There is nothing that makes a house feel like a home quite as much as having art up on the walls.
Surrounding yourself with beautiful things just makes you feel good. And when you feel good, inspiration and joy follow. It’s also a brilliant way to show off your own tastes and personality in your environment.
We’re in an exciting position right now because anybody can become an art collector. Thanks to the internet, we all have access to so many different (but equally inspiring) artists. There is quite literally something for everyone.
One thing that a lot of would-be art enthusiasts seem to worry about is how to pick the “right” art for their space. As an artist, I would tell you that there is no right way to pick art. You know the moment something has grabbed your attention and is begging to come home with you. But as a pragmatist, I know there are often other concerns, like will that piece actually fit that empty wall?
Start by looking at the space you have available.
Take a few minutes to walk through your home, taking note of wall spaces desperate for a piece of art.
Be really specific about the space you’re looking to fill and factor in any furniture that you already have in place. Think of your art as an extension of this furniture. They need to work in harmony. It also needs to function with the way you use that space.
As an example, if you want to have a piece of art above your sofa, you’ll want to leave some space between the two so that you don’t bang your head on the frame.
Measure up each one of those spaces and jot down the numbers.
Are you a minimalist or a maximalist?
Your next step is to think about whether you want to fill that space with one big piece of art, or a grouping of smaller pieces (often referred to as a gallery wall).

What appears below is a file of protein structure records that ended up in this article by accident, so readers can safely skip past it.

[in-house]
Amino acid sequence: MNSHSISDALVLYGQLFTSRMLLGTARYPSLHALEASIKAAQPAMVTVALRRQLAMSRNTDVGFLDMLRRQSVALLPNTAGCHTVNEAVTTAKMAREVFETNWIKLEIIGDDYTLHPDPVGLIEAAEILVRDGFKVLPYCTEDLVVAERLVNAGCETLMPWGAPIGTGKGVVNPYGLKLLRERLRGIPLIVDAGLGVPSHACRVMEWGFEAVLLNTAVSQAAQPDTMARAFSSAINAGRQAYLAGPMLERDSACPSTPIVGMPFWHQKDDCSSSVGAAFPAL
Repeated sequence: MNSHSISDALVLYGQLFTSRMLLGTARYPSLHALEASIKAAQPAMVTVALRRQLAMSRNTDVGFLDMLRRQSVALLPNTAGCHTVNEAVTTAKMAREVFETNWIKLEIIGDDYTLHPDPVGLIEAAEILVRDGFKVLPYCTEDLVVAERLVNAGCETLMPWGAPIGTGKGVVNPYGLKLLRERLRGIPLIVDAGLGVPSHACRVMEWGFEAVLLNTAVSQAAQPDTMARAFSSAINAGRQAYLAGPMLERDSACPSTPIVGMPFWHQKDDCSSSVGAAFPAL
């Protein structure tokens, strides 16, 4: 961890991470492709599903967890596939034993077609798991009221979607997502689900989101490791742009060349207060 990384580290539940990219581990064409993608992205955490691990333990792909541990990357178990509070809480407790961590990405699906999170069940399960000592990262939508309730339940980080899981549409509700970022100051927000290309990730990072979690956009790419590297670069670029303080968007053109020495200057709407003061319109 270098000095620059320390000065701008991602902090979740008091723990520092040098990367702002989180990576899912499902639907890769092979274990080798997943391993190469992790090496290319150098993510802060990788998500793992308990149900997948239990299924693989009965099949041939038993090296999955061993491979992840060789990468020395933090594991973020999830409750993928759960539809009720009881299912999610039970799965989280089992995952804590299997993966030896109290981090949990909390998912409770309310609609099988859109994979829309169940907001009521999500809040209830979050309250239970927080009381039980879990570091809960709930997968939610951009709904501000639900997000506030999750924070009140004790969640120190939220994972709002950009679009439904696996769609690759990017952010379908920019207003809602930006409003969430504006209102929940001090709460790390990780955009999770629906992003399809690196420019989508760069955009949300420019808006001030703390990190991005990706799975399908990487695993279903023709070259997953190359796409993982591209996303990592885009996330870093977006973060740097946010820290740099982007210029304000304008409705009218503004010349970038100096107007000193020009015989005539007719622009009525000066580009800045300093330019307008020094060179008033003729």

This will depend on your personal taste. Do you want one striking piece that will become the focal point of the room, or do you want a series that will make people pause and get curious?
This is a question of preference, but certain spaces will lend themselves to one or the other. For example, a large space above your bed would be ideal for a big, bright piece of art. A smaller space in your hallway, or in your office, would work really well for a collection of small-scale pieces.
Make it easy on yourself.
Remember all of those measurements you noted down? Keep them in your purse, along with a measuring tape, so that you’re always prepared to find the perfect piece of art for your home. There’s nothing worse than investing in something beautiful and not having room to hang it.
When you’re shopping for art, you also want to avoid putting too many restrictions on yourself. Yes, you want to make sure the pieces you choose fit in your physical space alongside the main features of your interior (i.e. the big pieces of furniture) but try to avoid telling yourself that your art needs to “go” with everything else. If you avoid buying a painting because it clashes with your candles or throw pillows, I’d like you to remember that it’s way easier to replace accessories than it is to find a piece of art you love!
Like I said right at the start, anybody can be an art collector. All it takes is a little bit of confidence and a little bit of planning.